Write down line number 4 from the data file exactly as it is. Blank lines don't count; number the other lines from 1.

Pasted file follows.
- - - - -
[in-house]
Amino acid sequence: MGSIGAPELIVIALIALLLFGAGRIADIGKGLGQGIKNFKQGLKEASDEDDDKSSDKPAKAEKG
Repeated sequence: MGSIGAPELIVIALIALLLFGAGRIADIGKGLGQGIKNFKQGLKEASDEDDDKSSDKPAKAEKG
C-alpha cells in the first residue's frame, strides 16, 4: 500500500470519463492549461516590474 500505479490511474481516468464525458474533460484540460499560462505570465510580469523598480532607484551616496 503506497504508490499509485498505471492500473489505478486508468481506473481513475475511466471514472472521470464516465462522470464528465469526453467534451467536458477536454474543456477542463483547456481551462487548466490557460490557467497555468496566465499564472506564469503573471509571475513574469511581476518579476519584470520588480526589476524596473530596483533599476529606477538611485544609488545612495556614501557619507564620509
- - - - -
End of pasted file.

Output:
C-alpha cells in the first residue's frame, strides 16, 4: 500500500470519463492549461516590474 500505479490511474481516468464525458474533460484540460499560462505570465510580469523598480532607484551616496 503506497504508490499509485498505471492500473489505478486508468481506473481513475475511466471514472472521470464516465462522470464528465469526453467534451467536458477536454474543456477542463483547456481551462487548466490557460490557467497555468496566465499564472506564469503573471509571475513574469511581476518579476519584470520588480526589476524596473530596483533599476529606477538611485544609488545612495556614501557619507564620509